Glasgow, believe it or not, is filled with goodies from ‘grand tours’ – the 18th and 19th century equivalent of a gap year – when the wealthy sons of the city were packed off to the continent to civilise themselves.

While some learnt languages, studied ancient cultures, and bought up art treasures which still fill the city’s museums and galleries, most just went on the ran-dan; a one or two-year epic bender during which they ate, drank, and whored their way around Europe while burning through their family’s fortune.

In 1885, the young Hugh Tennent – scion of the city’s brewing clan – came to one day in Bavaria, fell out of bed, and thought: ‘What the hell was I drinking last night?’, the answer was lager.

He brought it home, and it’s since become the fizzy golden sea on which a million dreams have been floated or foundered.

But first, a bit of bevvy history.

The Tennent clan had a way with water, and yeast; they’d been brewing beers – dark ales, stout, porter - at their Wellpark site since 1740. Mind you, beer had been brewed on the banks of the Molendinar Burn since 1556.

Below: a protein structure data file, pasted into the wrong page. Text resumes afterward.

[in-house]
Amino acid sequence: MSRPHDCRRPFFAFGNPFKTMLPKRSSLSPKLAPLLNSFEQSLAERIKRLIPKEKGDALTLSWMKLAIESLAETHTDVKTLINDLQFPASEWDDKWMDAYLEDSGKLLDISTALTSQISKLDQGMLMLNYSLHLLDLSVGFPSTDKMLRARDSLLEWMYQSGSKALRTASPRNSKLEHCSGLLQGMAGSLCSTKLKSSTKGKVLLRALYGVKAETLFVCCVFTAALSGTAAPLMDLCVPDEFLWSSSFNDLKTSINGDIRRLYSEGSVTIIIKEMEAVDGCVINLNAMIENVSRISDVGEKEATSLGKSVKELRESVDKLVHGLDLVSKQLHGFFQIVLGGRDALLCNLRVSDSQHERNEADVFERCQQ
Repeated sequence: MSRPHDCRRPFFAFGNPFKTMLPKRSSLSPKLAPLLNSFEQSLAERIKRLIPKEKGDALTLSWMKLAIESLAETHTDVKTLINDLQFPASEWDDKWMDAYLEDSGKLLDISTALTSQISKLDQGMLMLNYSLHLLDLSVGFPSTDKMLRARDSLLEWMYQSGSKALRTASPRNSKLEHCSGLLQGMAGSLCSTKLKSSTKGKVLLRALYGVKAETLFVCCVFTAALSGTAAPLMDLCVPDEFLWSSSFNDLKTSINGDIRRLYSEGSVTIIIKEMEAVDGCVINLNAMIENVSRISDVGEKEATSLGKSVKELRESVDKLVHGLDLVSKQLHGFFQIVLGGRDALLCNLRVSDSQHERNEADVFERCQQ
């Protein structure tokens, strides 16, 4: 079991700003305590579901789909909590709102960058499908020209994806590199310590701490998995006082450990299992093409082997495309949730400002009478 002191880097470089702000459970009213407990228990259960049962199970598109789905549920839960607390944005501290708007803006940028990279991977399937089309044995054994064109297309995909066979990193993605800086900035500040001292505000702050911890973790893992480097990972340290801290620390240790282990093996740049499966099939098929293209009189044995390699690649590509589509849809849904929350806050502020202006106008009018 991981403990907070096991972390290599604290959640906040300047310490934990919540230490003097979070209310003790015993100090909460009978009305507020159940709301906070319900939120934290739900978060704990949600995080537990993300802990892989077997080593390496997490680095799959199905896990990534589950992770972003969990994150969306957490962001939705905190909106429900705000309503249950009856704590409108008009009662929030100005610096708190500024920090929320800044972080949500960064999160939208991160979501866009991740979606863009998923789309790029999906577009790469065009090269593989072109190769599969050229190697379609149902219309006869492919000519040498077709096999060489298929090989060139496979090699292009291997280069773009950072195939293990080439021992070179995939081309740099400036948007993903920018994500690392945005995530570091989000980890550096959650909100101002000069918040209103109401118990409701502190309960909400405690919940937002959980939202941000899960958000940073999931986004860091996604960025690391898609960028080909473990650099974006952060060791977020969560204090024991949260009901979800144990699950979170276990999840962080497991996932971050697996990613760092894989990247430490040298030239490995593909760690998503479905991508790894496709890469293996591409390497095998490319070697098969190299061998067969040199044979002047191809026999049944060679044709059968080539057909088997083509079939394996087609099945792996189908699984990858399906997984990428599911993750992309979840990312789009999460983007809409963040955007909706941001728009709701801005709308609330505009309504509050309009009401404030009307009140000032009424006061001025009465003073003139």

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Tennent’s, believe it or not, is the oldest continuous commercial concern in Glasgow. Even Bonnie Prince Charlie supped their brews. And, in a city where it was safer to drink beer than the local water (more on that water later), a city where even the weans drank ‘sma beer’, they had already built a huge fortune, and a loyal but drouthy following.

It’s odd, today we think of Glasgow – Scotland even – as a whisky city, a whisky nation but, back in the day, thanks to our trading (don’t mention the slavery!) links with the Caribbean, and our Ancient Alliance with France, we were a nation of beer, rum, and red wine drinkers. Whisky was a raw spirit, looked down upon by the city’s merchant elite. No, they wanted the best that Bordeaux or their overseas sugar plantations could provide. The famed Glasgow Punch (more of a headbutt – a potent mix of well water, sugar, rum, and lime juice) – or the red biddy, were the bar-room staples, and the causes of many a sore napper.